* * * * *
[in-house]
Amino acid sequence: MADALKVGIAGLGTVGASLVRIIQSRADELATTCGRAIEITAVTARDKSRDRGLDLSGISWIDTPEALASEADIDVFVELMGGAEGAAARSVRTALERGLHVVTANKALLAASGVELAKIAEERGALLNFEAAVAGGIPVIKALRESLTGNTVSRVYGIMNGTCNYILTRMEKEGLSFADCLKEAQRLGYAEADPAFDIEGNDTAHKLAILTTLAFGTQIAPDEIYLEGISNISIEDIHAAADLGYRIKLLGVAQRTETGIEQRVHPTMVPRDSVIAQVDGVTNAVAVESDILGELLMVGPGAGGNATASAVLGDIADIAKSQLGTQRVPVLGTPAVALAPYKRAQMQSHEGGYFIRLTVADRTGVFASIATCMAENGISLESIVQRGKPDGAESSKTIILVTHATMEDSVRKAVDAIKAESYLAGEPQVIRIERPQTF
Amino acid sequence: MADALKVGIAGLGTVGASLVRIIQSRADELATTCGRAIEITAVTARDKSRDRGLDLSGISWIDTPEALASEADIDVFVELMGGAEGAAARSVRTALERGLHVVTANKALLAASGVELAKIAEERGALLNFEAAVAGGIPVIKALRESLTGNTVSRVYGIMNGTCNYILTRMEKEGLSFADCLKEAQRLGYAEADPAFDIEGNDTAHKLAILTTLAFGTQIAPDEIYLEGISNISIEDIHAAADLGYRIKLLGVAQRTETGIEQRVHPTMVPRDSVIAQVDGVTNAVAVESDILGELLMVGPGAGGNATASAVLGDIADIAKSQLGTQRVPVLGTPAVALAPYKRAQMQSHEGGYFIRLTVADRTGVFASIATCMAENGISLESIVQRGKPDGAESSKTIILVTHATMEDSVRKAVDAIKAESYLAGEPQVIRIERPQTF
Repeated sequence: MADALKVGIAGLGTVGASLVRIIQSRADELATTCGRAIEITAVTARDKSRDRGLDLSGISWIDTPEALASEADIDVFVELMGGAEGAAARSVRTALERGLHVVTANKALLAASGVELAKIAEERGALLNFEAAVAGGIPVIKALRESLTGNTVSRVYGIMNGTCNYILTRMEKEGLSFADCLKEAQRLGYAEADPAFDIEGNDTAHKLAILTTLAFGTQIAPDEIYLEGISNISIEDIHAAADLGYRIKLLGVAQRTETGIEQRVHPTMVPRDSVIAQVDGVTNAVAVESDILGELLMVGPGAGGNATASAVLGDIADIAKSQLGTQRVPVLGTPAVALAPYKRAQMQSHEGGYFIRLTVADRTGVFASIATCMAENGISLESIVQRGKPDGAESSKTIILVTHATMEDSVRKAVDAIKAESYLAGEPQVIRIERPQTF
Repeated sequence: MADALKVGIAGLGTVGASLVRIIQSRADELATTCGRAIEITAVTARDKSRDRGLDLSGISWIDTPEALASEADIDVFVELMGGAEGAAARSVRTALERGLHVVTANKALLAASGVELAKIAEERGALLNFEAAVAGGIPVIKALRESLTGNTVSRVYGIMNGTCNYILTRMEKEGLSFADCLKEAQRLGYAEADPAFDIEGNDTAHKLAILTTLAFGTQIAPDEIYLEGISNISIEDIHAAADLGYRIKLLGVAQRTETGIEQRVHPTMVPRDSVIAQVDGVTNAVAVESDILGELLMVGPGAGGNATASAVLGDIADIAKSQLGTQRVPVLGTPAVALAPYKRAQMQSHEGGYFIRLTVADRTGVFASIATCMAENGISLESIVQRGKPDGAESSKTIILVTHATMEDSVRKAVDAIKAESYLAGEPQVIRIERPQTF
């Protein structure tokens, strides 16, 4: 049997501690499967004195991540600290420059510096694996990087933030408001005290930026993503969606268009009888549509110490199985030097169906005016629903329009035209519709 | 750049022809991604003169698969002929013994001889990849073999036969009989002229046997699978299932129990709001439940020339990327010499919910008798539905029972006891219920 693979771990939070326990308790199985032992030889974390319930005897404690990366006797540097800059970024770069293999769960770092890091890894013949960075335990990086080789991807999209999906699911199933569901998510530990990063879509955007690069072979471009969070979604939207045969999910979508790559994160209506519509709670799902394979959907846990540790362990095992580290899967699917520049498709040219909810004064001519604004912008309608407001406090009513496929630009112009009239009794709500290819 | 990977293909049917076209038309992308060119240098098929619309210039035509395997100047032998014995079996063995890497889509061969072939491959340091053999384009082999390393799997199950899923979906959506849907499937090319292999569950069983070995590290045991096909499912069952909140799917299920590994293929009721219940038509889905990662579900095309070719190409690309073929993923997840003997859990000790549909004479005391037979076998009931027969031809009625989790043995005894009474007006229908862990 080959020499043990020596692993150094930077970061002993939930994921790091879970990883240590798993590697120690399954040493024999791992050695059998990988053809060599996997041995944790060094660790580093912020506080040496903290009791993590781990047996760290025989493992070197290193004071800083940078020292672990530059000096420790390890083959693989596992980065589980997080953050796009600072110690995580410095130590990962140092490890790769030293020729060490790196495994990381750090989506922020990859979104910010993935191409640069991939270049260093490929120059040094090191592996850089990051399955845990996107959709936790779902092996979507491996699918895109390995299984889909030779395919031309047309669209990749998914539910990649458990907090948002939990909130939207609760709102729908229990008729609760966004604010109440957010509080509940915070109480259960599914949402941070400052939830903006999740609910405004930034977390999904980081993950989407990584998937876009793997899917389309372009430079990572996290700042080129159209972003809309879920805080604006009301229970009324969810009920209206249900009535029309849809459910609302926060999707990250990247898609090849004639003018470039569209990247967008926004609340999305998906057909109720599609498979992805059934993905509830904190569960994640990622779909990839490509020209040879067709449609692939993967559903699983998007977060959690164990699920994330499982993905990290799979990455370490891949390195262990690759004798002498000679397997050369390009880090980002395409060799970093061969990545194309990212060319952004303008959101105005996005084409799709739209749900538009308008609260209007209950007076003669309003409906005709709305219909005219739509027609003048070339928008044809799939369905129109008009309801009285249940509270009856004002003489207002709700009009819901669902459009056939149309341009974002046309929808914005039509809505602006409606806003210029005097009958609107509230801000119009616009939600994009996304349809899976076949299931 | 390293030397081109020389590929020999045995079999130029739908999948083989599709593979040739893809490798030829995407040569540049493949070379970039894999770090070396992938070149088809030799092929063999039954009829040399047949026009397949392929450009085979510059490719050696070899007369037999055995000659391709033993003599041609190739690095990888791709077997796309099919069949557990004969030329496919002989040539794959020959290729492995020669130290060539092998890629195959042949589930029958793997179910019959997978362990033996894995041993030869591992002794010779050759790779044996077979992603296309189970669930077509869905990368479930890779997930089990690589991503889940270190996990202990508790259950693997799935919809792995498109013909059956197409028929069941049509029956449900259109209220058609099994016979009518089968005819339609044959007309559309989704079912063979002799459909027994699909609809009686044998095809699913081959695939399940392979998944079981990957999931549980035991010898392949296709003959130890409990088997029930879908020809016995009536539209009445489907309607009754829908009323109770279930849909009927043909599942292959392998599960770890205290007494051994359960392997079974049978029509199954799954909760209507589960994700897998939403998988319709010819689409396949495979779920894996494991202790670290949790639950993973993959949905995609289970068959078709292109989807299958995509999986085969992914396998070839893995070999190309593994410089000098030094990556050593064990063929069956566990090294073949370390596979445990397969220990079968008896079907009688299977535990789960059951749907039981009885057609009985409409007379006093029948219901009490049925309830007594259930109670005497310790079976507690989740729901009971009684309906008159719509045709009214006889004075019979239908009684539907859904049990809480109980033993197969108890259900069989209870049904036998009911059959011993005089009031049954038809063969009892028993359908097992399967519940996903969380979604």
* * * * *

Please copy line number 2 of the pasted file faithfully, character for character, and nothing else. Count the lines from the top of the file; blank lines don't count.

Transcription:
Amino acid sequence: MADALKVGIAGLGTVGASLVRIIQSRADELATTCGRAIEITAVTARDKSRDRGLDLSGISWIDTPEALASEADIDVFVELMGGAEGAAARSVRTALERGLHVVTANKALLAASGVELAKIAEERGALLNFEAAVAGGIPVIKALRESLTGNTVSRVYGIMNGTCNYILTRMEKEGLSFADCLKEAQRLGYAEADPAFDIEGNDTAHKLAILTTLAFGTQIAPDEIYLEGISNISIEDIHAAADLGYRIKLLGVAQRTETGIEQRVHPTMVPRDSVIAQVDGVTNAVAVESDILGELLMVGPGAGGNATASAVLGDIADIAKSQLGTQRVPVLGTPAVALAPYKRAQMQSHEGGYFIRLTVADRTGVFASIATCMAENGISLESIVQRGKPDGAESSKTIILVTHATMEDSVRKAVDAIKAESYLAGEPQVIRIERPQTF